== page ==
ĀLĀT (plural of Arabic āla), “utensils,” for Parsis the “sacred apparatus” employed in Zoroastrian rituals. Once consecrated, they function to effect contact between this physical (gētīg) realm and the holy, spiritual (mēnōg) realm. Appropriate ālāt are used for each rite. E.g., in the purificatory bath (barašnūm) the ālāt are consecrated and unconsecrated bull’s urine (nīrangdīn and gōmēz), consecrated water, ash (Gujarati bhasma) from an Ātaš Bahrām, sand, and a pomegranate leaf. Ālāt for the high liturgies are more numerous. For offering sandalwood and frankincense to the fire, a ladle (čamač, cf. Pers. čamča) and tongs (čipyō, from Gujarati čipīyō) are used. Several vase-like metal containers (the larger kahārnu and smaller karasyā, Gujarati kalašiyā) serve to take water from the well, fetch goat’s milk (ǰīwām), and pour water for purification. Placed on the ritual table (ālātḵᵛān) are metal cups (Gujarati fuliyān), saucer-like metal bowls (tašta), a mortar (hāwan) and pestle (dastag), a knife (barsomčīn), and two metal stands topped with crescent-shaped horns (māhrūy). The various fuliyān contain consecrated water (zōhr), goat’s milk, and a liquid mixture of crushed hōm and pomegranate twigs; one, called the warasdān, is used exclusively to hold a ring, on which are tied three woven strands of hair from a living white bull—a source of holy power. The various tašta contain hōm, pomegranate twigs, a flat, unleavened wheat cake (drōn), and goat’s milk. A tašta with nine holes (sūrāḵdār tašta) filters the hōm mixture. The mortar and pestle are used to crush the hōm and twigs; the knife is presently used to cut the latter and a date-palm leaf. The māhrūy are holders for the barsom, a bundle of metal wires (tāy). See also Yasn.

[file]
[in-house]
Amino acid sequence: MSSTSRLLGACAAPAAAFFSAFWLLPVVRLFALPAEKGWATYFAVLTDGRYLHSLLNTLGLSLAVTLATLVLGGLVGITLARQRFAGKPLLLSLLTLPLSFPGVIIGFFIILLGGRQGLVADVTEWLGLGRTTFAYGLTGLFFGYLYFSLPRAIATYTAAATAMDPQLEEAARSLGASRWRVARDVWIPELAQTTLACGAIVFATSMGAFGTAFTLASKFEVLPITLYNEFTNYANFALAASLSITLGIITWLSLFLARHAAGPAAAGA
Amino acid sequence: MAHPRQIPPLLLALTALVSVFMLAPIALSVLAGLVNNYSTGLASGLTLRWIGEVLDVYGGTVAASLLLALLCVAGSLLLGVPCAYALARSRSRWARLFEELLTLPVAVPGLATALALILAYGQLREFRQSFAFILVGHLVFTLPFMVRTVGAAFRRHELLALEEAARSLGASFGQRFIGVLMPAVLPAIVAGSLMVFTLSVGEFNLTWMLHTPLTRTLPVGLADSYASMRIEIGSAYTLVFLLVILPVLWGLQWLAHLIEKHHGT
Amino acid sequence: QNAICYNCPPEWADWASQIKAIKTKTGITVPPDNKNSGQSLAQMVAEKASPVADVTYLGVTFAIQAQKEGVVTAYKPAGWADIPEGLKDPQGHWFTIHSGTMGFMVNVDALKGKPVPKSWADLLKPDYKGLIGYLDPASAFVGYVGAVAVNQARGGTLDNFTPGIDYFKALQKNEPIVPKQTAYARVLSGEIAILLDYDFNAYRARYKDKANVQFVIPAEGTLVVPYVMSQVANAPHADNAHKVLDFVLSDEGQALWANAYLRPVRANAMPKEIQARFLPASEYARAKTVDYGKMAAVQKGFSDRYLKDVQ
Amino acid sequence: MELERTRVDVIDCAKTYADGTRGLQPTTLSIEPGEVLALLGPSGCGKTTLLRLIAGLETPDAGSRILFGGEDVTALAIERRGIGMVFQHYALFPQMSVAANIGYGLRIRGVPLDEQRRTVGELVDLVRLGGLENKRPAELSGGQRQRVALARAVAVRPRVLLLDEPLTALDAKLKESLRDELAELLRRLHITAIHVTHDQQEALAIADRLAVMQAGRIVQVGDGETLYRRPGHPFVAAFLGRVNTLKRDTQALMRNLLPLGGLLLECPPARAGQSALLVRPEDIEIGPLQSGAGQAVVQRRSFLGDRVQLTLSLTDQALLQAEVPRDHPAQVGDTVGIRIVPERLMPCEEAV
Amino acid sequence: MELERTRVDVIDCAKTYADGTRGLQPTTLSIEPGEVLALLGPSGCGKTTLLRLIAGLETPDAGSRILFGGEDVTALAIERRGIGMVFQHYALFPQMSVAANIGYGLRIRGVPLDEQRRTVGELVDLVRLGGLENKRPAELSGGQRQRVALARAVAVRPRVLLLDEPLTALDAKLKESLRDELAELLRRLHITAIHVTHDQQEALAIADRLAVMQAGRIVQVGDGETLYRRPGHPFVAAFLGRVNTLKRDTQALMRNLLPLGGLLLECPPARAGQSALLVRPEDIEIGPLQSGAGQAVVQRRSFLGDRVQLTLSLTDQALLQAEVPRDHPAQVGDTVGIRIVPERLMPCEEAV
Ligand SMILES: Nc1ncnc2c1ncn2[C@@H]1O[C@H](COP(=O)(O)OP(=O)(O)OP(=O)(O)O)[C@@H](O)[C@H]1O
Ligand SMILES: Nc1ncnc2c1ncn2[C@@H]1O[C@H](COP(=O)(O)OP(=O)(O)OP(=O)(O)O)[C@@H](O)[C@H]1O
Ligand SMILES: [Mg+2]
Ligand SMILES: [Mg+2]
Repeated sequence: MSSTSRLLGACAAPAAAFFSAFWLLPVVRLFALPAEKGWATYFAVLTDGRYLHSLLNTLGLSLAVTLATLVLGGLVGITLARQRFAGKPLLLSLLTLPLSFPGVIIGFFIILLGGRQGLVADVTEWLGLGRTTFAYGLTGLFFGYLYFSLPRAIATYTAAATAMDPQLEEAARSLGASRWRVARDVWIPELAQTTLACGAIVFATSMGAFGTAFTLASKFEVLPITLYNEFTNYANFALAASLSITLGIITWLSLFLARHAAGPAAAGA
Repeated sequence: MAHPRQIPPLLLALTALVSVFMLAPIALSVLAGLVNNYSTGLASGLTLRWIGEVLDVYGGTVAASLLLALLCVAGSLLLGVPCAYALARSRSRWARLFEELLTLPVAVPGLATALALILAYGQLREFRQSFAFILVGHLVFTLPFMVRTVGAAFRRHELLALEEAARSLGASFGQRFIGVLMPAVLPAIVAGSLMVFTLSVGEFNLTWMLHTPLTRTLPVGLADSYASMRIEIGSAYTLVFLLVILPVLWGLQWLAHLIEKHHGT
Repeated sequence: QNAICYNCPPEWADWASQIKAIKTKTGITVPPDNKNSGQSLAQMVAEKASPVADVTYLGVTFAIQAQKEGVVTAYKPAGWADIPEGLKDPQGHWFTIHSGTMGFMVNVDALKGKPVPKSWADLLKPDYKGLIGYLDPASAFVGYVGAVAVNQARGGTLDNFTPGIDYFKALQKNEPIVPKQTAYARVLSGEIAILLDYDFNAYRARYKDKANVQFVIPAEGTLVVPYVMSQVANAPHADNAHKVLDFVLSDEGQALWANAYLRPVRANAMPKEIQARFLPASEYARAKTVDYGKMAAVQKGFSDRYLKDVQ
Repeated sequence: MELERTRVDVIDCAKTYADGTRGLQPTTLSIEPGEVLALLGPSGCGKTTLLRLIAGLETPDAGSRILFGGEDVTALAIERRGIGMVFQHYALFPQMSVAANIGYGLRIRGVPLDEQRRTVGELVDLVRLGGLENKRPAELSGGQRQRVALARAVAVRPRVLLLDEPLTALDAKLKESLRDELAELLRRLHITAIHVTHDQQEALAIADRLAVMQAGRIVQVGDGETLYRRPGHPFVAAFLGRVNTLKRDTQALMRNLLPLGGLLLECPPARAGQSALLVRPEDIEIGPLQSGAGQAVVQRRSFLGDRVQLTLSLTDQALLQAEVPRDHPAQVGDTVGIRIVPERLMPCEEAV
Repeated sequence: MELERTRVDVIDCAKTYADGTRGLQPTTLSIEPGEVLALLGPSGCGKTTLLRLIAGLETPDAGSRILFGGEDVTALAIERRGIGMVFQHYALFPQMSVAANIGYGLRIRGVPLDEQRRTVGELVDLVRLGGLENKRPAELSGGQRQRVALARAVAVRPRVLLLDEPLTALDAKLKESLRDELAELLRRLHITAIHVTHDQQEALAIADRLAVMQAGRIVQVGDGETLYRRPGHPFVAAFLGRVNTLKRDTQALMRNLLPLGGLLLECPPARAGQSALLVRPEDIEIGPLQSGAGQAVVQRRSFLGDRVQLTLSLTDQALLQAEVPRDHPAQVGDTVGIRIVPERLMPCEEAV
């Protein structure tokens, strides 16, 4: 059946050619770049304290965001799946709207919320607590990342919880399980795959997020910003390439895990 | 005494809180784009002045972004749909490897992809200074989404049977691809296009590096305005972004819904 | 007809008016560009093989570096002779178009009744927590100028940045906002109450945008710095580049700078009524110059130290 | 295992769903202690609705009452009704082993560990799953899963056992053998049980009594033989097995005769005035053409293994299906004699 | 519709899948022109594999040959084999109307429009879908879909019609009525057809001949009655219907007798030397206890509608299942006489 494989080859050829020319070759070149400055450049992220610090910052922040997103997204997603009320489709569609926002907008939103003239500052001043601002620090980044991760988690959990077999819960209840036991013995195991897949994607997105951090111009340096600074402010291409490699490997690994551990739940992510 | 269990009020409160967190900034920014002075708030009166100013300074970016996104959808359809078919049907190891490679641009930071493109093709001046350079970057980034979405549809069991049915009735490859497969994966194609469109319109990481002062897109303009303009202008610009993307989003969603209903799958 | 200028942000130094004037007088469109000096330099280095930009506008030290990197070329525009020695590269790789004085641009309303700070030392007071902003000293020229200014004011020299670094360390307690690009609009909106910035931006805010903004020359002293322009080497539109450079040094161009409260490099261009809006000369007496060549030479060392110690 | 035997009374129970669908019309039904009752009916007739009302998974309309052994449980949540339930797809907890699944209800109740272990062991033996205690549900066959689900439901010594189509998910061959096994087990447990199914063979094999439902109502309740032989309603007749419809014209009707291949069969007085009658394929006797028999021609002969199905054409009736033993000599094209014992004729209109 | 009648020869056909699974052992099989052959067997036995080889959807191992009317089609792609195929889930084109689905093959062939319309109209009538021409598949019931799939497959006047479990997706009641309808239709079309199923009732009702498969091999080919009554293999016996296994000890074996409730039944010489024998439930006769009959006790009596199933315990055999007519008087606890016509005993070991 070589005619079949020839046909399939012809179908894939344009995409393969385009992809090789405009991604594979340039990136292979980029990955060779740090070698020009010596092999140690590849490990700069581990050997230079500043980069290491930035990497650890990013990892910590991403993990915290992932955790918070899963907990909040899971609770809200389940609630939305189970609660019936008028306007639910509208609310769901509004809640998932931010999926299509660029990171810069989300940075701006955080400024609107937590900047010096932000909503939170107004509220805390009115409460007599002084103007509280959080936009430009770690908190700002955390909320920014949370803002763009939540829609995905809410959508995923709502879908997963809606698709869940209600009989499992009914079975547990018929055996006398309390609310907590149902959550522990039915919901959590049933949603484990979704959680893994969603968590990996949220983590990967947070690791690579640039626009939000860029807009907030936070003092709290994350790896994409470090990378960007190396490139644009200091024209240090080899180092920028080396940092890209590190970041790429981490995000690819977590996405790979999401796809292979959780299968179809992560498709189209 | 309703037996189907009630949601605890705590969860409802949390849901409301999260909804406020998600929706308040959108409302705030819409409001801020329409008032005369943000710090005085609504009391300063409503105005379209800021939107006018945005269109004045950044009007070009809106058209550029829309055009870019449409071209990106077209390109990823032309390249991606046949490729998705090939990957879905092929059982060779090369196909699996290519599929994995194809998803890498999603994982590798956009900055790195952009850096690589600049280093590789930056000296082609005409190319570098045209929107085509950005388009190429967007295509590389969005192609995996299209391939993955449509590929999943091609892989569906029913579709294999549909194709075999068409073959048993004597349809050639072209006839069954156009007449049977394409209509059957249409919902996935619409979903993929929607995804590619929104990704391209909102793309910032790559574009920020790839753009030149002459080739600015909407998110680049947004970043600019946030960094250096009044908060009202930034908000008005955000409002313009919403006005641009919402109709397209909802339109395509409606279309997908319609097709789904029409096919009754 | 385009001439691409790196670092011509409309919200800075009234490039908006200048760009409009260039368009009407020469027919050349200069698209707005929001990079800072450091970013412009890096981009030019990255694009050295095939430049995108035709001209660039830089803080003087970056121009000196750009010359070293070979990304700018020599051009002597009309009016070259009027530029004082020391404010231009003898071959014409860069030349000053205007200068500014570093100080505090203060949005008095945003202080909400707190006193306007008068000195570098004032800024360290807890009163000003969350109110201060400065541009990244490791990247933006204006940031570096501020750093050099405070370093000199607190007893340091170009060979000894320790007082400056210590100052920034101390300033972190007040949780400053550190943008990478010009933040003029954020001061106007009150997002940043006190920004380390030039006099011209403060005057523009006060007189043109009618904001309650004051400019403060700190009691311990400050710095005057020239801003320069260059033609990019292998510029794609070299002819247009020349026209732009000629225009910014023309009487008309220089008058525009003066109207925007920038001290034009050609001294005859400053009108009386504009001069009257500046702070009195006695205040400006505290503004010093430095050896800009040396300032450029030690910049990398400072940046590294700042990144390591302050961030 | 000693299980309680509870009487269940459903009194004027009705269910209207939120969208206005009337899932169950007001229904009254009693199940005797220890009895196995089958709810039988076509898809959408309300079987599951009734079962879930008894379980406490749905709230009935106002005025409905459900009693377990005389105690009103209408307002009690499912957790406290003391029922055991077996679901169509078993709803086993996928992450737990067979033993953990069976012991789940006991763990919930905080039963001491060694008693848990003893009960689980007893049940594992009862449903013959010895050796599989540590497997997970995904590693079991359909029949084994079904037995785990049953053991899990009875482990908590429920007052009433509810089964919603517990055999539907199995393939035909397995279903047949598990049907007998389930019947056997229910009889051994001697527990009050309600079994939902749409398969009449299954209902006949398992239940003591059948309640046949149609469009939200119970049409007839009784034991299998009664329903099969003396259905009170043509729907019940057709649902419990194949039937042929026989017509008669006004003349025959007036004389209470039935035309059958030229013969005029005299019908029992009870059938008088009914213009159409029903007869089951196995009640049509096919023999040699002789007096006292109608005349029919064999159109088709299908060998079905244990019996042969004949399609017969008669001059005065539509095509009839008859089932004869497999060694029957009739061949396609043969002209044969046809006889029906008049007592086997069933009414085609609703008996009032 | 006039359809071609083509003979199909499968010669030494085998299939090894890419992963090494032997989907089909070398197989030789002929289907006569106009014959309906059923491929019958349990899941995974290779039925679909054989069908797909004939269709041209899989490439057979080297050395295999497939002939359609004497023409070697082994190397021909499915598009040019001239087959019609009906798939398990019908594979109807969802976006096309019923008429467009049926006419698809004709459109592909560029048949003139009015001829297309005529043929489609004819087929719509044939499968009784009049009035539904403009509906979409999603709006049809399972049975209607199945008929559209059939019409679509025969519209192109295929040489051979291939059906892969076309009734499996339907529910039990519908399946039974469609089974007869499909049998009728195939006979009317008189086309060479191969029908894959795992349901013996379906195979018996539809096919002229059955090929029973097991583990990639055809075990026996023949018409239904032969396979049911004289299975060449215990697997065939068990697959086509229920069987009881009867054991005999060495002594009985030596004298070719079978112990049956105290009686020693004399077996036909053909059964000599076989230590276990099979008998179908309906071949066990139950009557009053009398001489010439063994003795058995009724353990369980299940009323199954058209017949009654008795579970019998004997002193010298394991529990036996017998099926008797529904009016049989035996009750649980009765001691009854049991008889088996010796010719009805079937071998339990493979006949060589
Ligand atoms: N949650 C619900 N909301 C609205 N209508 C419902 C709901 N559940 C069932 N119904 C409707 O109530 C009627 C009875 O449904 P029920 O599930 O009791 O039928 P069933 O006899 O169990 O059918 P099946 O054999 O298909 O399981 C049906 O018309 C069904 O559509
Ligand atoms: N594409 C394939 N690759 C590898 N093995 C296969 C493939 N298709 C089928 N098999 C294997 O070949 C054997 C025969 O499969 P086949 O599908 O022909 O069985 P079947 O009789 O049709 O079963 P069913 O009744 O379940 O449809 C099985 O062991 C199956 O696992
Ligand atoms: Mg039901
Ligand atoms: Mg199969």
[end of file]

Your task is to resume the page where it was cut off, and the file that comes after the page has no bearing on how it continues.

M. Haug, Essays on the Sacred Language, Writings, and Religion of the Parsis, 2nd ed., London, 1878, p. 394ff.
J. J. Modi, Rites2, pp. 239-45, etc.
F. M. Kotwal and J. W. Boyd, “The Zoroastrian paragṇā ritual,” The Journal of Mithraic Studies 2, 1977, pp. 18-52.
(F. M. Kotwal and J. W. Boyd)
Originally Published: December 15, 1985
Last Updated: July 29, 2011
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